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The Popularity Of Reggae In Las Vegas

You can hear it from Henderson’s sleepy Water Street, the up-stroke of a wah-pedaled electric guitar, the off-beat skank of a keyboard, the rah-dah-dah-dat slaps of the congas, the calls of “Jah!” and “Brrrrrah!” rising into the night from the Henderson Events Plaza.  Walking along the convention center’s brick walls, the white noise hanging stagnant above the rhythm section comes into focus: It’s the cheering voices of children, their parents and what you might call the reggae heads of the valley. By the end of the night, there were 500 of them. A number that, as Roots Reggae Uprising’s promoter Brian Saliba would say later, was actually much smaller than he expected.

He knows he’s spoiled, that 500 heads at $20 a pop is a damn good premiere performance. The concert landscape this year isn’t what it was five years ago. But based on what he knows about the reggae movement in town, specifically the Hawaiian/Polynesian-descended island reggae movement, spearheaded locally by bands including Haleamano and Fortwentydaze, it should have been more. “Tribal Seeds never does under 400-500 paid tickets by themselves,” he says of the evening’s California-based, roots reggae-leaning headliner. “But it’s the first event, it’s in Henderson, and it’s hard to get people out.”

It’s hard to imagine many off-Strip music scenarios in which 500 attendees requires caveats. Neon Reverb, Hip-Hop Roots, Doom in June — all would wet themselves for the numbers and the support that reggae pulls.

“I think people are surprised that we have such a tight-knit reggae community,” says Frederic Apcar, producer of the 11-years-running Reggae in the Desert. Epcar’s responsible for bringing the big-name acts — Toots & the Maytals, The Wailers, Eek-A-Mouse — to Vegas. But with the cost of bringing Jamaican bands to the states, bands that often won’t even tour because of high-cost — or denied — visas, he’s had to vary up the performers to stay relevant and financially stable.

Enter island reggae. “Reggae in the Desert morphed from a roots event to more Polynesian-style reggae,” Saliba says. “The types [of reggae] that thrive cater to the island crowd or the Polynesian crowd because you have such a big influx in the market locally.”

To get an idea of island reggae, and without going into the comprehensive history, think of roots reggae — Yellow Man, Sizzla Kalonji and almost any Marley — and add ukulele to it. Maybe steel drum. And all the love lyrics you can stand. It’s a universally soothing sound, a love child of two of the easiest-going genres in music history.

Greg Mayeda, singer for local island reggae act Fortwentydaze, says the genre’s received differently in Las Vegas versus the Big Island. “Vegas is more attached to the beat or the sound of the music,” he says, “as opposed to Hawaii, where they look more closely at what you are saying and where you are coming from.”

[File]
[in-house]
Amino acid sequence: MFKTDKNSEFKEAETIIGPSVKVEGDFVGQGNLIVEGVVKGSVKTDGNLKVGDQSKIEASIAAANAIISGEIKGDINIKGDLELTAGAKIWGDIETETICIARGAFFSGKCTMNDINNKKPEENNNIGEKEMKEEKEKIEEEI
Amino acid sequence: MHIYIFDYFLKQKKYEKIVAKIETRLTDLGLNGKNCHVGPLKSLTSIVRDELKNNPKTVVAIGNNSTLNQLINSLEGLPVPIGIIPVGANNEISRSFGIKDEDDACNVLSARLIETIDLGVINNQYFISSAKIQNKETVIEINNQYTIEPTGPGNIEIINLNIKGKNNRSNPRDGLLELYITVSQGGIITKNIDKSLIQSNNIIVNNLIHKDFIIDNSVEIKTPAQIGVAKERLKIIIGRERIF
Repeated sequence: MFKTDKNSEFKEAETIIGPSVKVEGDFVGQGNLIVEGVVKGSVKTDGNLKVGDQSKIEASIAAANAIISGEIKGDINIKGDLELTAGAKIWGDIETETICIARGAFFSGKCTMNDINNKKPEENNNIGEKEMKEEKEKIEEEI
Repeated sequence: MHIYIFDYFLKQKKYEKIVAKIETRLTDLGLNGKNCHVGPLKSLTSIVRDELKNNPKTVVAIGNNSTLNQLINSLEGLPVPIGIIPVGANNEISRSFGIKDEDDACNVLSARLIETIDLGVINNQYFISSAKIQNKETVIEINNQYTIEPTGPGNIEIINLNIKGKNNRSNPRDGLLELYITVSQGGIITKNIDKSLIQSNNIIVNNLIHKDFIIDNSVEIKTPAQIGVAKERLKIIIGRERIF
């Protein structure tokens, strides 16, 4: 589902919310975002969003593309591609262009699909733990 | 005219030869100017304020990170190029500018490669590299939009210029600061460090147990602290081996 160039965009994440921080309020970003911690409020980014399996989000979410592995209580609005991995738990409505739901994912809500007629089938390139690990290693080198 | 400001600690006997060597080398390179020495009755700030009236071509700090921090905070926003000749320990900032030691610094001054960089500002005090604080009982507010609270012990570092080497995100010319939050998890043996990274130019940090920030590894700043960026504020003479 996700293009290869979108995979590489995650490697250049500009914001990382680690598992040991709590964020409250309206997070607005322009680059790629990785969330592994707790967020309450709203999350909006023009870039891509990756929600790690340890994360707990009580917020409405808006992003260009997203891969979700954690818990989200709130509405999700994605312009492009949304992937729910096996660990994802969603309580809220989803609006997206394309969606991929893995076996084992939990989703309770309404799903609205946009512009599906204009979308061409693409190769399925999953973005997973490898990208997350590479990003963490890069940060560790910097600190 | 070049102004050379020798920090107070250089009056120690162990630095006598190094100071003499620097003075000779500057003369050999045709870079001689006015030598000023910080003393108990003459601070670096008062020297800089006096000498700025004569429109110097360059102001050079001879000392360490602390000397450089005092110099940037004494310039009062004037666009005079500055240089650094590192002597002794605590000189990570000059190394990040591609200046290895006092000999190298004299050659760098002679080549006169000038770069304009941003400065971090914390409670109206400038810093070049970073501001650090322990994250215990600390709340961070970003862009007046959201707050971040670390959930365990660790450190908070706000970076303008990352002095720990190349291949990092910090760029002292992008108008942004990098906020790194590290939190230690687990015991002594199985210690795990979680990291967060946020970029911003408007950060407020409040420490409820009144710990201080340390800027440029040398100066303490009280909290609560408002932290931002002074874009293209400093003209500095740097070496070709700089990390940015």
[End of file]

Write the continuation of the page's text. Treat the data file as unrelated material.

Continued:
But the strong local demand — it’s not, like other cities east of California, based heavily on college culture — is a different story, though one easier to identify than why indie music is the identifiable downtown genre. “I‘m not saying that the Polynesian people of Nevada isn’t a big part; because of the islands, reggae has flourished,” says Haleamano ukulele player and singer Israel Waahila. “[But] reggae works because of the recession and the hardships of daily life for people. Nevada has a huge hole in the unemployment area, and sometimes hearing some music about change and unity comes to soothe those types of people.”

Being here, among the 500, there’s something deeper than just the need to escape money problems. There’s something communal. You want to know these people, skanking and singing along. Maybe it’s because reggae music’s building blocks are so specific that liking one song means you’ll like another. It’s formulaic, the way the off-beat is accented with a combination of organ and guitar. The bridges resolve into the chorus in the same place. And it’s in that one-drop simplicity that they’re perfect.

But if tonight is any example, the success comes from listeners only distinguishing two kinds of music good reggae and bad reggae. The guy who danced to One Pin Short danced just as hard to Tribal Seeds. If the band is good, regardless of his familiarity, he sticks around and watches. And with a venue full of people in that state of mind, the local reggae scene will continue to grow. “Reggae’s universal,” Saliba says, finishing up the final paperwork for Uprising a couple nights before. “I don’t think it offends or turns people off. It’s a happy medium, good-feel vibe, and [here] it has a contingent that supports that niche.”


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